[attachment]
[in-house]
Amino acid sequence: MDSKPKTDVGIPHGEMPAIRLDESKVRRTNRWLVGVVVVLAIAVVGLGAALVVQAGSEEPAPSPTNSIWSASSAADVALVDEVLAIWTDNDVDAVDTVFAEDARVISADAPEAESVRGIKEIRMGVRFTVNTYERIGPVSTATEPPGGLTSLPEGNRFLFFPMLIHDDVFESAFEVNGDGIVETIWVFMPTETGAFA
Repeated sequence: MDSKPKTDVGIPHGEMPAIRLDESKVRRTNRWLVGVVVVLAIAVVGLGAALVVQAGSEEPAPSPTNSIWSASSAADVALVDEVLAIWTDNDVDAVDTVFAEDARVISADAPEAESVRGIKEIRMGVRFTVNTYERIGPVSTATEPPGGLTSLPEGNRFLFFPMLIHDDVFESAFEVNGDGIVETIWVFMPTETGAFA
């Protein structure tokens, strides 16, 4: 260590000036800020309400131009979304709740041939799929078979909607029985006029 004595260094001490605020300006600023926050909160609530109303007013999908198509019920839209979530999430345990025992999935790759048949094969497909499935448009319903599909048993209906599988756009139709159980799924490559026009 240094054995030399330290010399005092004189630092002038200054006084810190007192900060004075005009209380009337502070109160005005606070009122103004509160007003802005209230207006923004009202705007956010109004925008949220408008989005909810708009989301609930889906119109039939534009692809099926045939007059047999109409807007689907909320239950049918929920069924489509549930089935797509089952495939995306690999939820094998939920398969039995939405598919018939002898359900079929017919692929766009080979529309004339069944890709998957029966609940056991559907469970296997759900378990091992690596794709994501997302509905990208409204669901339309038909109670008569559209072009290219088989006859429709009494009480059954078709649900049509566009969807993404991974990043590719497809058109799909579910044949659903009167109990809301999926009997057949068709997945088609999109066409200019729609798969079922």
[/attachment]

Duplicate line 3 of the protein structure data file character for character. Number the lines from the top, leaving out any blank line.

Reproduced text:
Repeated sequence: MDSKPKTDVGIPHGEMPAIRLDESKVRRTNRWLVGVVVVLAIAVVGLGAALVVQAGSEEPAPSPTNSIWSASSAADVALVDEVLAIWTDNDVDAVDTVFAEDARVISADAPEAESVRGIKEIRMGVRFTVNTYERIGPVSTATEPPGGLTSLPEGNRFLFFPMLIHDDVFESAFEVNGDGIVETIWVFMPTETGAFA